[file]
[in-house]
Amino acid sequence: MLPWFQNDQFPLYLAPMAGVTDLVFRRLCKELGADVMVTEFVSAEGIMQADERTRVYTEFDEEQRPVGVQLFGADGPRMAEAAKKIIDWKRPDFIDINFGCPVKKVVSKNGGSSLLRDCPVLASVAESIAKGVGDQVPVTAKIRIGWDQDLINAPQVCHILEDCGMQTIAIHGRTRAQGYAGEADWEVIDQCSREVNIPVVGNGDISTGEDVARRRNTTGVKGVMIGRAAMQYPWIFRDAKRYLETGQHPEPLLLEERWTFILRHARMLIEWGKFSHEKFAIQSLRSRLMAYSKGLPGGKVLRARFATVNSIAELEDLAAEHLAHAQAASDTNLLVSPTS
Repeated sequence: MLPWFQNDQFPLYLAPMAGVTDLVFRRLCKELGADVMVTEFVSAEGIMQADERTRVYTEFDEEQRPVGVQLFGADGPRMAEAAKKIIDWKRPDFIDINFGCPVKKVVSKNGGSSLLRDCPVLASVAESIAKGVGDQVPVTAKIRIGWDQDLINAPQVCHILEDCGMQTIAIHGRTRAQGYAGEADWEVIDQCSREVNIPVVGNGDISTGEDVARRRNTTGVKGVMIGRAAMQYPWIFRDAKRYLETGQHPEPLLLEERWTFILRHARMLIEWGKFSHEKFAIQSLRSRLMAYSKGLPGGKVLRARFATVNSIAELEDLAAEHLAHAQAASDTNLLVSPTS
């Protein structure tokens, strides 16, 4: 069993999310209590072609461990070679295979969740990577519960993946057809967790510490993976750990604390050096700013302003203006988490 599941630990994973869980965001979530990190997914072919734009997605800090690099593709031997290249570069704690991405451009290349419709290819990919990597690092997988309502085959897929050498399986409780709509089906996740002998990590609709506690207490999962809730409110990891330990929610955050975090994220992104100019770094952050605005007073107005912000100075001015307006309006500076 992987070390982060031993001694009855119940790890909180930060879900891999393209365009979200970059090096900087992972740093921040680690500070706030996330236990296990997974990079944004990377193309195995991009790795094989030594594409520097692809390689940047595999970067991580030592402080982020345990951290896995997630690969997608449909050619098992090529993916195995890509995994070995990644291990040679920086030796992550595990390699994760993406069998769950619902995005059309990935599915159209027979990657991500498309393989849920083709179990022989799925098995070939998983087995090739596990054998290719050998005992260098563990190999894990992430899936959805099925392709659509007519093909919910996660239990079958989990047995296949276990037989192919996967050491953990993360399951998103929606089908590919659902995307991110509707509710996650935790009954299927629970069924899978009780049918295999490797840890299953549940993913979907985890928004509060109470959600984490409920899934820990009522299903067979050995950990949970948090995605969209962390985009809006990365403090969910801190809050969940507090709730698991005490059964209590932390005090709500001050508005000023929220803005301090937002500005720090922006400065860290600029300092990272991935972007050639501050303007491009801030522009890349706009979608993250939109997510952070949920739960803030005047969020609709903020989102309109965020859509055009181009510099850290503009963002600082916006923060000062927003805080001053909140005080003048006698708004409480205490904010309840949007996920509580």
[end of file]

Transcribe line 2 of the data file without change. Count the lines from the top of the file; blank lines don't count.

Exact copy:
Amino acid sequence: MLPWFQNDQFPLYLAPMAGVTDLVFRRLCKELGADVMVTEFVSAEGIMQADERTRVYTEFDEEQRPVGVQLFGADGPRMAEAAKKIIDWKRPDFIDINFGCPVKKVVSKNGGSSLLRDCPVLASVAESIAKGVGDQVPVTAKIRIGWDQDLINAPQVCHILEDCGMQTIAIHGRTRAQGYAGEADWEVIDQCSREVNIPVVGNGDISTGEDVARRRNTTGVKGVMIGRAAMQYPWIFRDAKRYLETGQHPEPLLLEERWTFILRHARMLIEWGKFSHEKFAIQSLRSRLMAYSKGLPGGKVLRARFATVNSIAELEDLAAEHLAHAQAASDTNLLVSPTS